Strategic Management
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Strategic Management
In the field of management, strategic management involves the formulation and implementation of the major goals and initiatives taken by an organization's managers on behalf of stakeholders, based on consideration of Resource management, resources and an assessment of the internal and external Market environment, environments in which the organization operates.qn, date=June 2018 Strategic management provides overall direction to an enterprise and involves specifying the organization's goal, objectives, developing policy, policies and plans to achieve those objectives, and then allocating resources to implement the plans. Academics and practicing managers have developed numerous models and frameworks to assist in strategic decision-making in the context of complex environments and competitive dynamics. Strategic management is not static in nature; the models can include a feedback, feedback loop to monitor execution and to inform the next round of planning. Michael Porter identif ...
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Management
Management (or managing) is the administration of an organization, whether it is a business, a nonprofit organization, or a government body. It is the art and science of managing resources of the business. Management includes the activities of setting the strategy of an organization and coordinating the efforts of its employees (or of volunteers) to accomplish its objectives through the application of available resources, such as financial, natural, technological, and human resources. "Run the business" and "Change the business" are two concepts that are used in management to differentiate between the continued delivery of goods or services and adapting of goods or services to meet the changing needs of customers - see trend. The term "management" may also refer to those people who manage an organization—managers. Some people study management at colleges or universities; major degrees in management includes the Bachelor of Commerce (B.Com.), Bachelor of Business Adminis ...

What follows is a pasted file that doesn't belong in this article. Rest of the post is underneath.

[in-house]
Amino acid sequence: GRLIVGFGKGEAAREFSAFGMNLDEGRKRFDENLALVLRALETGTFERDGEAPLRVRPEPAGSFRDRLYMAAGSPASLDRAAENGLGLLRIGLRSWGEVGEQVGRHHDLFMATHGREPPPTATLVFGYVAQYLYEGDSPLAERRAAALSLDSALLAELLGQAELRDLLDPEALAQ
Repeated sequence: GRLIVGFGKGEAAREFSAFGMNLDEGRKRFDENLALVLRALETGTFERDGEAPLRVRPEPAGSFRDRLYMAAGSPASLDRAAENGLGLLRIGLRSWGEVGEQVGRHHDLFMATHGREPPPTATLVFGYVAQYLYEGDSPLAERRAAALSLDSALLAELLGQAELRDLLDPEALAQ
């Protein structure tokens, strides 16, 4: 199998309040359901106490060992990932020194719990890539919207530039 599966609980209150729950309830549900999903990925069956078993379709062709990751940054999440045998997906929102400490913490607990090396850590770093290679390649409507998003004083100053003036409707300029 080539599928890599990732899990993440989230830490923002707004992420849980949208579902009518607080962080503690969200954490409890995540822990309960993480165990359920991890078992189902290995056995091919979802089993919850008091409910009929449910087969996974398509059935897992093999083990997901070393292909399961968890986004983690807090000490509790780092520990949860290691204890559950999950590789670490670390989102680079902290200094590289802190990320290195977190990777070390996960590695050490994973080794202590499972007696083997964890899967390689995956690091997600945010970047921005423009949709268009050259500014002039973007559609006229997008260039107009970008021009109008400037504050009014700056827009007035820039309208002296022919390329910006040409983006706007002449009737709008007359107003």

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Strategic Management Framework
Strategy (from Greek στρατηγία ''stratēgia'', "art of troop leader; office of general, command, generalship") is a general plan to achieve one or more long-term or overall goals under conditions of uncertainty. In the sense of the "art of the general", which included several subsets of skills including military tactics, siegecraft, logistics etc., the term came into use in the 6th century C.E. in Eastern Roman terminology, and was translated into Western vernacular languages only in the 18th century. From then until the 20th century, the word "strategy" came to denote "a comprehensive way to try to pursue political ends, including the threat or actual use of force, in a dialectic of wills" in a military conflict, in which both adversaries interact. Strategy is important because the resources available to achieve goals are usually limited. Strategy generally involves setting goals and priorities, determining actions to achieve the goals, and mobilizing resources to execu ...
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Henry Mintzberg
Henry Mintzberg (born September 2, 1939) is a Canadian academic and author on business and management. He is currently the Cleghorn Professor of Management Studies at the Desautels Faculty of Management of McGill University in Montreal, Quebec, Canada, where he has been teaching since 1968. Early life Mintzberg was born in Montreal, Quebec, Canada, the son of Jewish parents Myer (a manufacturer) and Irene (Wexler) Mintzberg. He completed his undergraduate degree in mechanical engineering at the Faculty of Engineering of McGill University. He completed his Master's degree in Management and PhD from the MIT Sloan School of Management in 1965 and 1968, respectively. Career In 1997, Professor Mintzberg was made an Officer of the Order of Canada. In 1998 he was made an Officer of the National Order of Quebec. He is now a member of the Strategic Management Society. In 2004, he published a book entitled ''Managers Not MBAs'' which outlines what he believes to be wrong with management ...